Raising pigs on a small farm takes a little work, but the trick is finding the right farm animals to live with the pigs. The more animals that can live together in harmony on your small farm, the fewer issues and chores you will have to deal with.
Several other farm animals are ideal for living with and around pigs, including goats, chickens, sheep, and ducks.
One of the many secrets to a successful mini farm is to keep all the animals healthy and happy, which often includes allowing them to live in an around other animals.
There are some precautions, however, that need to be taken when it comes to raising pigs with other farm animals.
Goats can live with pigs and are probably the most common farm animal raised with them. For the most part, both pigs and goats seem to get along very well since neither of them tend to be very aggressive with the other.
Pigs graze on grass and vegetation while goats like to eat roughage like leaves, weeds, and stalks. This means that both pigs and goats can coexist easily in the same pastures or paddocks.
Chickens can easily live with most adult pigs, as long as the chickens are fully grown. It is important not to let small chickens around pigs because they may get accidentally trampled or even intentionally eaten by the much larger pigs.
Adult chickens and pigs get along pretty well, as long as they are kept together in large enclosures. There should not be any mud that chickens could get stuck in or drown in.
Chickens will also need access to roosting posts to get up and away from the pigs when they need to, especially at night.
They will also constant need access to clean water that the pigs cannot disturb.
Cows are a great option for raising along with pigs in a pasture environment. Pigs will graze on the grass much like cows, but it is important to monitor the pig’s penchant for rooting up the ground.
If you can keep the cows and pigs rotating on different pastures, or in large open pastures, you should not have to worry much about excessive rooting.
Most cows do well with pigs but always separate the pigs from any aggressive bulls or overly protective mother cows.
Sheep can live with pigs in pastures or paddocks as long as you give them plenty of space. Pigs should have room to roam and play, while sheep should be able to rest away from the pigs when needed.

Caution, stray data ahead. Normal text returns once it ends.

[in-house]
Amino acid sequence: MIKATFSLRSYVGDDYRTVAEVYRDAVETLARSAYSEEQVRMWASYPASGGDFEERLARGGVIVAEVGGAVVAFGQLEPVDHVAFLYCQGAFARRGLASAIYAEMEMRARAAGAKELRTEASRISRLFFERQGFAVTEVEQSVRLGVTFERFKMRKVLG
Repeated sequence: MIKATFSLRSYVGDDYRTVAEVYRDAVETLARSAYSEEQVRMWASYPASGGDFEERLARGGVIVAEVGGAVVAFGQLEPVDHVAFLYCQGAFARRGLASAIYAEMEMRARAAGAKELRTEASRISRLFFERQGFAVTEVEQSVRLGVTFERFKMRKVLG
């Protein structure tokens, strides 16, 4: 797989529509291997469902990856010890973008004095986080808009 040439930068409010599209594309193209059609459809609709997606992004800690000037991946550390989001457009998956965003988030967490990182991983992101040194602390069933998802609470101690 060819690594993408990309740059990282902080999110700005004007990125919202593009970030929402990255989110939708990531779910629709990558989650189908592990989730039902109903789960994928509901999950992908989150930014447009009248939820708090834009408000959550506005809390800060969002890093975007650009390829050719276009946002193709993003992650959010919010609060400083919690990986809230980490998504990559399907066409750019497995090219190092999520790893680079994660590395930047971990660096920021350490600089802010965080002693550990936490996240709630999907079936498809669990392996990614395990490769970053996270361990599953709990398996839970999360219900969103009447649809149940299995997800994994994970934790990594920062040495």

You should also have a separate feeding area for the sheep if you feed them grain or special food. Pigs tend to be a little more food aggressive than sheep and may prevent the sheep from eating their share of the food.
Donkeys do well living with pigs in large pasture settings. A donkey will actually help keep the pigs safe in the pasture by fending off coyotes and other predators.
Overly aggressive donkeys may not do well with pigs, especially if the pigs are aggressive themselves. Keep an eye on the donkey or donkeys in the pasture to make sure they are not kicking or attacking the pigs for any reason.
Overall, donkeys and pigs should get along pretty well and not bother each other as long as there is plenty of grass and food.
Horses can live with pigs in large pastures as long as they are not scared of the pigs or show any signs of aggressive behavior towards them. A horse’s legs are extremely powerful and one wrong kick could severely injure a pig in the blink of an eye.
It is important that the pasture is large enough for both the pigs and horses. The fencing should be high enough to keep horses in as well as low enough and strong enough to prevent the pigs from escaping.
Llamas also do extremely well living with pigs! Llamas are typically calm animals so if they are not afraid of pigs, they should do fine living in a pasture with them.
Pigs typically get along with larger animals like llamas, but it is important to make sure you monitor their behavior. Watch for signs of aggression or anger from the llama including spitting, kicking, or laid back ears.